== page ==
Before we get started, can we just talk about how perfect this stock photo is. Nothing says no regrets more than a woman double fisting rose. Thanks Unsplash for coming through big time on this one!  Last week I shared with you five money mistakes I’ve made in the past, and am trying not to repeat. This week I’m continuing the trend. This round, I’m highlighting five things I continue to spend on that other people may consider faux-pas. One of the best parts of personal finance is the fact that it’s personal. At the end of the day, it’s entirely your choice how you manage your finances. Sure, us bloggers like to drill down on what we consider best practices, but you’re the one that has to live your life. In that spirit, I’m going to share a few things I do that some of you might think are…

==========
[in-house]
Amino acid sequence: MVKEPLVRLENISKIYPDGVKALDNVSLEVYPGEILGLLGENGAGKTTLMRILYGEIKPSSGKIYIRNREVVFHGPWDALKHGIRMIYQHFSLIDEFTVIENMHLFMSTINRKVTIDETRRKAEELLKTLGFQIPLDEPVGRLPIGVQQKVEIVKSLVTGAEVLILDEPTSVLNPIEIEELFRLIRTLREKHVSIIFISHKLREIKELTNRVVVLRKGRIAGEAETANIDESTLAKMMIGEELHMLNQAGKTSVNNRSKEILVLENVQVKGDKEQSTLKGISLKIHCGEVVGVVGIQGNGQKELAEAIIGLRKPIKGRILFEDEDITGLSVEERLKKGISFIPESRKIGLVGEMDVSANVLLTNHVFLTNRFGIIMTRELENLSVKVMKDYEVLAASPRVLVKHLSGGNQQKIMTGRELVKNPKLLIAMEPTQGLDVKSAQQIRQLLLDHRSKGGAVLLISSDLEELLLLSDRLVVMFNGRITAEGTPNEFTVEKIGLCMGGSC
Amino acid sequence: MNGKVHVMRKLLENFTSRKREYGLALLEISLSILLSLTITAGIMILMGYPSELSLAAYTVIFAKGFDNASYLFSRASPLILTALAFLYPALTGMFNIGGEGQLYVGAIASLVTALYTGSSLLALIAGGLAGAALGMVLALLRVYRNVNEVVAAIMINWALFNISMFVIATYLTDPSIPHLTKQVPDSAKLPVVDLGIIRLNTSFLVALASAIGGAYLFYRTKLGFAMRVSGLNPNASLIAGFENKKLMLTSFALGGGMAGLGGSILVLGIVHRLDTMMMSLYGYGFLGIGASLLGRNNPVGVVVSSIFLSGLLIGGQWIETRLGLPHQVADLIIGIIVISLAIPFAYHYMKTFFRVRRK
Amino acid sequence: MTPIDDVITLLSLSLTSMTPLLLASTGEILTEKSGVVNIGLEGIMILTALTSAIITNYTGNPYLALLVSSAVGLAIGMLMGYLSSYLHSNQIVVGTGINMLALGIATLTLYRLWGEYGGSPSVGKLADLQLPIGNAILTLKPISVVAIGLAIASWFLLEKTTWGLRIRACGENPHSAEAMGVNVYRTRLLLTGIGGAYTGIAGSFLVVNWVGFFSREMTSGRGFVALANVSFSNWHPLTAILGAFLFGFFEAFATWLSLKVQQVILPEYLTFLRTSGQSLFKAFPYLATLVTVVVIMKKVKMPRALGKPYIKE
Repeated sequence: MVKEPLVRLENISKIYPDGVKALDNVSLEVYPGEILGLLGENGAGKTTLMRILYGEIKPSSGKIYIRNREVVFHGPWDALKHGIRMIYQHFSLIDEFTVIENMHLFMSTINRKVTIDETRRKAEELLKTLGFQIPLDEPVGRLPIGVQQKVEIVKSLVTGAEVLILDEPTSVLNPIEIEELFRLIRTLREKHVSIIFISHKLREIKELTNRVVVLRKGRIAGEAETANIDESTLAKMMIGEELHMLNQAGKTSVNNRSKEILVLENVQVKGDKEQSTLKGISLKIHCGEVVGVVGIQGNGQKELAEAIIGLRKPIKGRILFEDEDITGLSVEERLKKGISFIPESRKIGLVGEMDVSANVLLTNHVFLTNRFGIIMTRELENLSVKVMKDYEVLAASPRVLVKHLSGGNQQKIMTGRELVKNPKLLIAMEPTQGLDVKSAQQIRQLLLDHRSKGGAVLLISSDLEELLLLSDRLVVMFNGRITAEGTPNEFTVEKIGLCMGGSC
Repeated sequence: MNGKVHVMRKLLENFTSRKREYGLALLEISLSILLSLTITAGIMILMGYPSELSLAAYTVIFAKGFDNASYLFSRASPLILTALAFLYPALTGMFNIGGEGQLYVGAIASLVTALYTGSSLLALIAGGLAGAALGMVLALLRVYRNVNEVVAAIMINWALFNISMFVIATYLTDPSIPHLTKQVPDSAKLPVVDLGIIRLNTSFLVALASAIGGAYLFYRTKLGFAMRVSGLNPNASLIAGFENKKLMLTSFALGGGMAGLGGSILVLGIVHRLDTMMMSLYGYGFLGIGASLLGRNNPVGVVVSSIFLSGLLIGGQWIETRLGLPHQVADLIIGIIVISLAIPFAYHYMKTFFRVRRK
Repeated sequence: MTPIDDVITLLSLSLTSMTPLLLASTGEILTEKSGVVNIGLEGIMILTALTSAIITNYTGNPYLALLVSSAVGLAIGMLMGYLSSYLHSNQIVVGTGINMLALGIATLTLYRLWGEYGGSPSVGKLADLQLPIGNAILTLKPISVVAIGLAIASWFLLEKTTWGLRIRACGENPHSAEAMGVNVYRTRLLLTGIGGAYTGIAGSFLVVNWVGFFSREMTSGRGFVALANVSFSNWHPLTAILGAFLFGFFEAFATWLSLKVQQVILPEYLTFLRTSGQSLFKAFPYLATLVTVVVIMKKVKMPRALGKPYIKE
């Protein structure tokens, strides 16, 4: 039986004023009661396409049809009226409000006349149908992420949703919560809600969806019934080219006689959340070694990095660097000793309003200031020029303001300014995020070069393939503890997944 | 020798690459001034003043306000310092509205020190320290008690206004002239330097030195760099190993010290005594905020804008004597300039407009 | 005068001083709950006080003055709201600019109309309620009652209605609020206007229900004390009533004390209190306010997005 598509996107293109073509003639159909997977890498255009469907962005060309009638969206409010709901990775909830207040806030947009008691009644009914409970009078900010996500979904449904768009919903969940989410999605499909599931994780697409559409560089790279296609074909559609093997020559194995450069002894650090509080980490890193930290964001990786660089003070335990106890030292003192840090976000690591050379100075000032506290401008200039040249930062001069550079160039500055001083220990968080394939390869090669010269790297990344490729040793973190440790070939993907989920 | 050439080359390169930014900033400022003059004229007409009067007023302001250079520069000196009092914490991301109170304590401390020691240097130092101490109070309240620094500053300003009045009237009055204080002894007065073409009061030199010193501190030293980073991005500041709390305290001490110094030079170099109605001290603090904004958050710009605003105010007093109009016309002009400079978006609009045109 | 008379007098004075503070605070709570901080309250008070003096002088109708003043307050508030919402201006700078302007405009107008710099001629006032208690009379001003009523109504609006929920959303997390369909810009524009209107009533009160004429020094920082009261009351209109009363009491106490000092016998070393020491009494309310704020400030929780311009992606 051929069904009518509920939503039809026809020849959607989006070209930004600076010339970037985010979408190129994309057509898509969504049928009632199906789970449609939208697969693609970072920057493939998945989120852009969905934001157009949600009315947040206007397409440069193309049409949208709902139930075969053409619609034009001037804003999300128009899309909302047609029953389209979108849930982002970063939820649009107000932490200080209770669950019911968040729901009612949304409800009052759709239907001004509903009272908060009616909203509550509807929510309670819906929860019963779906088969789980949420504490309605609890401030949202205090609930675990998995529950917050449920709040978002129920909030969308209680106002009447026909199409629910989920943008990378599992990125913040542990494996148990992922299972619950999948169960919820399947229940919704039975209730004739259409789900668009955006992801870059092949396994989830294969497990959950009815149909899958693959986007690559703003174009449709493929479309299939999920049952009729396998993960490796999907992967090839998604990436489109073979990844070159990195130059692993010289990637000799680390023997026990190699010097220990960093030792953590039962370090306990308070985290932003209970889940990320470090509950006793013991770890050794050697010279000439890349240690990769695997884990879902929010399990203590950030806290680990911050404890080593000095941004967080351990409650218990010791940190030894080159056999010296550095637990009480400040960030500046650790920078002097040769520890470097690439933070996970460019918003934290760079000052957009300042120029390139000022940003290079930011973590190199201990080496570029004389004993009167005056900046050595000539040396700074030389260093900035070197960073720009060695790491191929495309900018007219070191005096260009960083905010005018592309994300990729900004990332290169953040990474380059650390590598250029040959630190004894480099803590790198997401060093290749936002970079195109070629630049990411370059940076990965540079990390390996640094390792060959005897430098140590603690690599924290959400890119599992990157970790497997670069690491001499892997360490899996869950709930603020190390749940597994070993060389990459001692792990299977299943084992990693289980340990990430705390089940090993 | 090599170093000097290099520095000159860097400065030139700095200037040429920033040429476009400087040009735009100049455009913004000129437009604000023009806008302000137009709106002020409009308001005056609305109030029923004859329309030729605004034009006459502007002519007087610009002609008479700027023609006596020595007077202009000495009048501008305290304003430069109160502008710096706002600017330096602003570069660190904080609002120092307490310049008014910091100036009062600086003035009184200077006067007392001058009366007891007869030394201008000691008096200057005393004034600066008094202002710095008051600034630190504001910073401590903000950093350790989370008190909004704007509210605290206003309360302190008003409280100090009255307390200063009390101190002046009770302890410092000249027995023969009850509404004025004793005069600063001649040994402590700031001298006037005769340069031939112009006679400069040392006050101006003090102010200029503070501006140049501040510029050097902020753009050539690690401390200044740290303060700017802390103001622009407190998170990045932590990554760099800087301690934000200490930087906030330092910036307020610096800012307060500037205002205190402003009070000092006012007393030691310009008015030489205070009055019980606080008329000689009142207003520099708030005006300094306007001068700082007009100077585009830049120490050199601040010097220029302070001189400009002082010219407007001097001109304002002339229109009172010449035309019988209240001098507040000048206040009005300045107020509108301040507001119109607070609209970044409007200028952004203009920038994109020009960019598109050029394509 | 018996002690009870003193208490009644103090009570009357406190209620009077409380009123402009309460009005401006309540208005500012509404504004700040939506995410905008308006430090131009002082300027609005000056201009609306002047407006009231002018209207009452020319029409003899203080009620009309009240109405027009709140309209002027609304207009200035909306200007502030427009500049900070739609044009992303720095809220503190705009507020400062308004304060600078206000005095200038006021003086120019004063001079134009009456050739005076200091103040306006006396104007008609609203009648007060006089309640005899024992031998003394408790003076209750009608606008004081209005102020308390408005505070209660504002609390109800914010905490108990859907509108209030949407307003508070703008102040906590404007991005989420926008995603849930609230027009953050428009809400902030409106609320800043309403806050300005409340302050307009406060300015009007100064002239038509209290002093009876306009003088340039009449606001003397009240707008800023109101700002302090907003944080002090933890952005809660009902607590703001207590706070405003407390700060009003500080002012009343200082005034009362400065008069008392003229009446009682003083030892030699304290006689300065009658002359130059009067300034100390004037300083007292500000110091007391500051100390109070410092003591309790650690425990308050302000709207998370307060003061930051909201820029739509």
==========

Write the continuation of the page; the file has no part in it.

Money regret is something we all deal with. We’ve all made money mistakes that look pretty foolish in hindsight but it’s all part of the personal finance experience. I’ve made my fair share of bad decisions and I wanted to talk about a few of them today. I think talking about our mistakes brings more openness (and less awkwardness) to the money conversation, and can be a learning experience for those starting out. The thing with money mistakes is they are personal. Everyone has different opinions on what’s important and worthy of their hard earned dollars. Some people might think spending hundreds of dollars on a pair of shoes is frivolous, while someone else might wear those shoes to death and get more than their money’s worth. Narrowing down those things that are important to you is a learning process though. And often you’ll only realize it was a bad call…